From the 1850's until the beginning of the 20th century a belief formed that the first North American colonists spun and dyed their clothing and with the scraps created a bit of embroidery. This belief can be read in HOMESPUN AND BLUE, by Martha G. Stearns. But this is not what happened, because lead seals from English cloth bolts are found in archeological research of New England. And one of the purposes of North American colonization for the English was to sell 'the masse of our cloths and other commodities', from the 1584 treastise by Englishman Richard Hakluyt.
The fact that the designs were easily copied from various sources that have since disappeared may be the reason why this 'American Embroidery' myth developed. Or perhaps the North American colonies simply wanted to establish their own identity from the distant rule of England and likely named this embroidery their own. Along the way we forgot this very logical reasoning and confused a defiant wish for independence with invention.
I have not found anywhere in my research a wish for 'something new' or creative over production, except in a brief period of Romanticism in Europe. It would not surprise me to discover that the colonists could not have cared less about whether or not the drawing was creative, but cared instead about the item produced from the drawing. That is was well made and most important that it was what they wanted. The world has changed so much for us that we no longer can understand the mind of a craftsman. We now have the time to create, so our pride is in the uniqueness of a creation. We can establish our identity, separate ourselves from the crowd in that way.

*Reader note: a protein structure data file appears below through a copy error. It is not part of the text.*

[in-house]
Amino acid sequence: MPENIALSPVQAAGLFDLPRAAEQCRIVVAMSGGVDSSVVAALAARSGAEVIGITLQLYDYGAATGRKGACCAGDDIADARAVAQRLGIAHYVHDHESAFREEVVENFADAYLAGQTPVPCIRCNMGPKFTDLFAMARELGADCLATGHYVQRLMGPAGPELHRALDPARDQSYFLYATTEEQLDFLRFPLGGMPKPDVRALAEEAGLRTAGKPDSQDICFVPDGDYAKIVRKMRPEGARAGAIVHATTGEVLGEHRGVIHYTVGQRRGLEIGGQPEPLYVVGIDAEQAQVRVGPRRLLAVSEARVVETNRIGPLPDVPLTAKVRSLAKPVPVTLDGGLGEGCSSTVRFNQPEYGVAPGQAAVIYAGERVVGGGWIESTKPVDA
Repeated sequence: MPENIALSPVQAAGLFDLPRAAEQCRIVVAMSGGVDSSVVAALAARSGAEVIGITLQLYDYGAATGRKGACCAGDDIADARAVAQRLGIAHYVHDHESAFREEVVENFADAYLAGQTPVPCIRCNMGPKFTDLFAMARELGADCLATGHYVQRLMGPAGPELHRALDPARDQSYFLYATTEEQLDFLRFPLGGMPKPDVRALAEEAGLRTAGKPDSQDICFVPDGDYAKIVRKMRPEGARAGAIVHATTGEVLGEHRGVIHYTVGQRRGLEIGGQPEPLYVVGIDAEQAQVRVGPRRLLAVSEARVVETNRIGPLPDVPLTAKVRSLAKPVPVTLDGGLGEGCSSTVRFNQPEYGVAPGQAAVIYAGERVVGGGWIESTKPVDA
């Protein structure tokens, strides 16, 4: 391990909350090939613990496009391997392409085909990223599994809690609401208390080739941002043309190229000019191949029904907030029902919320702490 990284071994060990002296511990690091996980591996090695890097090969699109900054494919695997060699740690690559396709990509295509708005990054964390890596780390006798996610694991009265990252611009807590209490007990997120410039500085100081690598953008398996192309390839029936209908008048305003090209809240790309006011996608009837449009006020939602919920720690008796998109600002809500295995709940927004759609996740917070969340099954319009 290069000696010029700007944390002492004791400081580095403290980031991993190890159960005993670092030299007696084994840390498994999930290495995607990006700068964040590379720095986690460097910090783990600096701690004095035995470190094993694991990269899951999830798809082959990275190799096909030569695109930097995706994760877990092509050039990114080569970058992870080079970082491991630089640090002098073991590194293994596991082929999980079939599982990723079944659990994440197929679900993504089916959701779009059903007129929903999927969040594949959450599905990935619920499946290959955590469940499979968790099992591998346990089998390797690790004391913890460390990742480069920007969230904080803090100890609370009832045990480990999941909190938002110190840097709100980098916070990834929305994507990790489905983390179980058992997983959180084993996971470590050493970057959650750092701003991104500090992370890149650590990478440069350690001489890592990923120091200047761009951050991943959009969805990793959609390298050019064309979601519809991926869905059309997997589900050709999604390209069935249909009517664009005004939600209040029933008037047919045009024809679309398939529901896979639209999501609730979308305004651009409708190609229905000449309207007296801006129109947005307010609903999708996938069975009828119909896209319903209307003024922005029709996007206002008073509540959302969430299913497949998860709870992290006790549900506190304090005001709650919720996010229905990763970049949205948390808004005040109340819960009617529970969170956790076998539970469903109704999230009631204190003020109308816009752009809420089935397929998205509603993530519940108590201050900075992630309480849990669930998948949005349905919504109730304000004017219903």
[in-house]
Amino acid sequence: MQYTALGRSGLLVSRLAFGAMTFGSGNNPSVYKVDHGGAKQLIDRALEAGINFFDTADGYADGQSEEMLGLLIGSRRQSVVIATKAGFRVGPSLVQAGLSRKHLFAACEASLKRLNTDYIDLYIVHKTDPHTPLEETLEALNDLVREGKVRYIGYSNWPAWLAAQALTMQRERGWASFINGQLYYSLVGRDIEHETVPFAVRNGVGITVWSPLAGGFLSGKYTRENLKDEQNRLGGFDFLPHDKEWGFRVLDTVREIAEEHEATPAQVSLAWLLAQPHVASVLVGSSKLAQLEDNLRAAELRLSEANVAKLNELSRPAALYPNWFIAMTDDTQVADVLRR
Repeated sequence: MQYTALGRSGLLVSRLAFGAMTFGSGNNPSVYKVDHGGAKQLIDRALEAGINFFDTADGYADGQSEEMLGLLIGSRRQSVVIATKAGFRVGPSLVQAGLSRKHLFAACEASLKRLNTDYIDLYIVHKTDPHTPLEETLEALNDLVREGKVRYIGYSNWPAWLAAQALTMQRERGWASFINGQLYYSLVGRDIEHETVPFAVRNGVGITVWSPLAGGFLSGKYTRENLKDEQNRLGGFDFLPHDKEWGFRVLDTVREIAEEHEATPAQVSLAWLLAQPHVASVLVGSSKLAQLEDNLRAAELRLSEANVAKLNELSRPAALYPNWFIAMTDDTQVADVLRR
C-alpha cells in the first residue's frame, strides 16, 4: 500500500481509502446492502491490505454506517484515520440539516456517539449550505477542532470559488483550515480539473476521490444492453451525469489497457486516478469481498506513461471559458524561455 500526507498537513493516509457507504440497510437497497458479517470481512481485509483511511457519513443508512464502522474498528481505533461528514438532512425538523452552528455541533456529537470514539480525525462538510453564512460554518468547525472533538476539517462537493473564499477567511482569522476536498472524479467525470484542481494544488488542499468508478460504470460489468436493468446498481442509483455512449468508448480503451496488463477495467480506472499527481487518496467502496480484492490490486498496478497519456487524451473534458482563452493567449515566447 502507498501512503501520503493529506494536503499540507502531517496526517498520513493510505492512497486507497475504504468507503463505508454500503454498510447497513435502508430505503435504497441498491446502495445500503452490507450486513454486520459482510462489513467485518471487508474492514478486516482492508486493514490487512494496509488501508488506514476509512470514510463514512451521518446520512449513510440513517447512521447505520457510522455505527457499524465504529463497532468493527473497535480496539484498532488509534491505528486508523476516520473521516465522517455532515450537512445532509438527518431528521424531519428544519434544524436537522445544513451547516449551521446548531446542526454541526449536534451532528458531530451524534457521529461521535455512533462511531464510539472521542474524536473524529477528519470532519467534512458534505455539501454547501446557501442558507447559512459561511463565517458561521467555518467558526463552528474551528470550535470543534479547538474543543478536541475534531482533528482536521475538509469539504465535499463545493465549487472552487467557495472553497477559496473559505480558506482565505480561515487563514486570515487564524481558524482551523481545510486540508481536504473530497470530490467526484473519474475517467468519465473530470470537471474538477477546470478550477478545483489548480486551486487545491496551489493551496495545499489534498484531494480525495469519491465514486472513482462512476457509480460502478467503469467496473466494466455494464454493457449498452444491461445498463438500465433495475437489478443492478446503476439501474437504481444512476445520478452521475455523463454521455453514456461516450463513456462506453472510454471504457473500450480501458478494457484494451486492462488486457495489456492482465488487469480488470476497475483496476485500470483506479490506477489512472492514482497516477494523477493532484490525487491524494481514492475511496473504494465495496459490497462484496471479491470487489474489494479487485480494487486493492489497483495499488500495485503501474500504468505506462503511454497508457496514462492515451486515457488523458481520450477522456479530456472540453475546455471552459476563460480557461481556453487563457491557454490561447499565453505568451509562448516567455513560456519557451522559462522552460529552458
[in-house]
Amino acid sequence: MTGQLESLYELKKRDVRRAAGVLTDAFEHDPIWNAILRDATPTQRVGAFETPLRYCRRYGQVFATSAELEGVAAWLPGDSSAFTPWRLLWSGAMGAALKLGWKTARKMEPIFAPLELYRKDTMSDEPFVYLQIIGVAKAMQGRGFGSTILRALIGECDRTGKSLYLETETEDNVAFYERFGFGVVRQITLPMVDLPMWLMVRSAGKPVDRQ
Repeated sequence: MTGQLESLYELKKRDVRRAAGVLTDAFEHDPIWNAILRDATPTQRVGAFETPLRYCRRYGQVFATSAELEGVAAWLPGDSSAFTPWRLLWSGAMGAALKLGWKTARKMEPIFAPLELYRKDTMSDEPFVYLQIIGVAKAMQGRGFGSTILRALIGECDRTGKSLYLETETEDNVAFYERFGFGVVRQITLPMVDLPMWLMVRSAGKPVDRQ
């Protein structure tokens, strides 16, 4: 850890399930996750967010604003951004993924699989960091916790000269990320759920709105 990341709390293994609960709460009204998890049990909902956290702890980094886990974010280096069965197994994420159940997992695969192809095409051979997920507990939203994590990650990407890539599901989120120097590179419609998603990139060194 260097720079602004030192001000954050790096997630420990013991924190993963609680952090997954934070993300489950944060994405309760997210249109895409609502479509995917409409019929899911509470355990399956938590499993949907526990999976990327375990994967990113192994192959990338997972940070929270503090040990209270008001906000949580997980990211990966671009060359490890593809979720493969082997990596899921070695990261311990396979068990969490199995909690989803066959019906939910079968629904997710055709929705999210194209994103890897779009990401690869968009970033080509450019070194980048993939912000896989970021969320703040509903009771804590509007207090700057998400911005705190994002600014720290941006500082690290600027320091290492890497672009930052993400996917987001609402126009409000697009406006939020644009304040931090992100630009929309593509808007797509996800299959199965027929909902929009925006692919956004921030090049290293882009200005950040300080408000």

But for the North American colonials it became 'American embroidery', no myth intended.
The Roumanian stitch also called the New England Laid Stitch, is the distinctive stitch of Colonial North American embroidery. This stitch is found on most of the colonial crewel type embroidery and it was thought to be invented in North America. But it is used in Egyptian embroidery as can be seen in the chart below of embroidery from the Mamluk era. The Egyptians called it "thread that couches itself."
This Egyptian Mamluk fragment outdates the North American colonies by more than two centuries, so the stitch could hardly have been invented in North America. The stitch uses very little thread on the back side of the design as it forms two very narrow rows of stitches at steps (2 - 3) and steps (4 - 1) on the back side of the embroidery. This stitch would not effect the front of the embroidery design as it covers as well as the Satin stitch. You can see this in the picture of the Carnation embroidery below. And with the extra cross over stitch or couching stitch it is much more durable.
The slanted stitches of the Mamluk band uses the Roumanian stitch. Also the blue petals of the carnations in the embroidery below were stitched with band of the Roumainian stitch.
©2000 Linda Fontenot, www.AmericanFolkArts.com, All Rights Reserved.